This past year Bitcoin and other cryptocurrency has received a lot of attention. There has been a lot of discussion of what the value of Bitcoin is. I don’t profess to actually understand Bitcoin, but it did get me thinking about the intrinsic value of any asset.
Certainly the market value could be defined as what someone is willing to pay. And market forces can be fickle, on a day by day, week by week, month by month basis the price of an asset may swing greatly influenced by news, regulatory action, euphoria, and outside forces. We saw this in the “Great Recession”. Whereas real estate prices had been artificially high due to over-aggressive lending practices, real estate prices plummeted due to lack of available capital to fund transactions and new projects. Neither state (bubble or recession) represented the intrinsic value of the asset.
Assuming there is a demand for an asset, the intrinsic value should be anchored by the cost to produce the asset. The theory is that if there is a demand for an item, at some point new items will need to be produced. The value of that item will set the high mark and all other assets will be valued in relation to the new item. Think about cars. If a new car is $40,000, the used car market will fall in line. Used cars may be cheaper, but demand will absorb the supply of used cars until for some people the new car is the reasonable option. For real estate, the costs of construction, land acquisition, and complying with regulations tend to increase with time, making real estate an appreciating asset. Even during the recession, the cost to build a new building did not fall relative to the transaction prices of existing assets. This was an indication to me that the transaction prices were artificially low.
It is worth mentioning that in some areas of the country where there is not demand because the population is shrinking, the intrinsic value is diminishing and there is no reason to build new projects. Therefore it is likely not a good place to invest. In Texas, and in Austin especially, the demand is strong and driven by population growth. This gives the asset an intrinsic value. But if prices for existing building stock start to exceed the cost of building new, then this should be viewed as a temporary condition due to supply constraints. Prices will return to their intrinsic value once supply catches up with demand. Anchor your perceived value of your asset on the replacement cost and you will be OK.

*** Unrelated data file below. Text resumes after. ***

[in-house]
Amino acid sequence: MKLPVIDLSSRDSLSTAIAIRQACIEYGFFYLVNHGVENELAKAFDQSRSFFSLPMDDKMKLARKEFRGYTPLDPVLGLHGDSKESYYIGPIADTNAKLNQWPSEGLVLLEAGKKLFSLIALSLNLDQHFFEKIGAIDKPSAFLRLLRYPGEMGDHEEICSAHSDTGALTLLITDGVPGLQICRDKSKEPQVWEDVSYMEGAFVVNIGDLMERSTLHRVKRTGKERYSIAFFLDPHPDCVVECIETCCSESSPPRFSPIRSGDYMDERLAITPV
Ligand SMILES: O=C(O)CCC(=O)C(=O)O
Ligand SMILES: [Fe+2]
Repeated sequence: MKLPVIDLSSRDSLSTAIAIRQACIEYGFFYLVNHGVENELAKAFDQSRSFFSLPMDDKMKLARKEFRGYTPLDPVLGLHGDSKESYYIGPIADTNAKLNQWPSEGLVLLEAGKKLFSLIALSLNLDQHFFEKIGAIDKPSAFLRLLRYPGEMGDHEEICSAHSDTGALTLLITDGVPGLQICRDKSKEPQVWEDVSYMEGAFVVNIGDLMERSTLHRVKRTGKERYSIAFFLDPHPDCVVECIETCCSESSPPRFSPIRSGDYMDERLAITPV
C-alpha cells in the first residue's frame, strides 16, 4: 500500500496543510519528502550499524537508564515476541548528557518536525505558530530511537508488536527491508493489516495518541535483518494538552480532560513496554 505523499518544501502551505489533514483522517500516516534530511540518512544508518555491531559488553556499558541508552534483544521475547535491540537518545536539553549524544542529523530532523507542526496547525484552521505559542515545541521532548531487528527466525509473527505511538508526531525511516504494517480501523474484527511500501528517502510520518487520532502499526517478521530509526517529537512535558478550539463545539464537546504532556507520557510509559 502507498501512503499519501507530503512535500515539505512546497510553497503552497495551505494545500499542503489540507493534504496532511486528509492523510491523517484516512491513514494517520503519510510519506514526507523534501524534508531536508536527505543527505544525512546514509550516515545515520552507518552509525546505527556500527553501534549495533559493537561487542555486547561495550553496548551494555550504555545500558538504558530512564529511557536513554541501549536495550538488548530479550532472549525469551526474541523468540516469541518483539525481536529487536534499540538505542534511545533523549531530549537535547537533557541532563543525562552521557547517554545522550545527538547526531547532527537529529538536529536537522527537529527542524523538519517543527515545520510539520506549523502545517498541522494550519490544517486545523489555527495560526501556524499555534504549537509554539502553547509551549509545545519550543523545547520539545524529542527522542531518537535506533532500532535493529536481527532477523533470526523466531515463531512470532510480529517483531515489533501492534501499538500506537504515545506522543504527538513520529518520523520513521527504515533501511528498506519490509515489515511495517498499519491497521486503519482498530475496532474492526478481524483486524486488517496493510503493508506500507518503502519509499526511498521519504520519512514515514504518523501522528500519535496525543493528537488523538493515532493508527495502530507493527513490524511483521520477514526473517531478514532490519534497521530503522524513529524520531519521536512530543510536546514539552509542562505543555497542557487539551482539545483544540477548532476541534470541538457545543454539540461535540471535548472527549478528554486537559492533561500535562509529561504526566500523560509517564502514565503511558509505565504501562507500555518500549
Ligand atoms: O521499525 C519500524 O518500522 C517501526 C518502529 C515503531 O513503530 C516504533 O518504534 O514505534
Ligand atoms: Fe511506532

So… back to Bitcoin. It appears there is a demand for Bitcoin. People do want it and have uses for it. What is the value? Well, it is hard to say, but perhaps based on the above, it is not less than the cost to mine a new Bitcoin. I understand that it takes considerable electricity and computing power to mine a Bitcoin, and this must set a baseline for the value. If there was not a profit available after mining a Bitcoin, the mining would cease. So even a virtual currency can have a baseline production cost.
More to come soon. If you want to get in touch please let me know! Thanks for reading!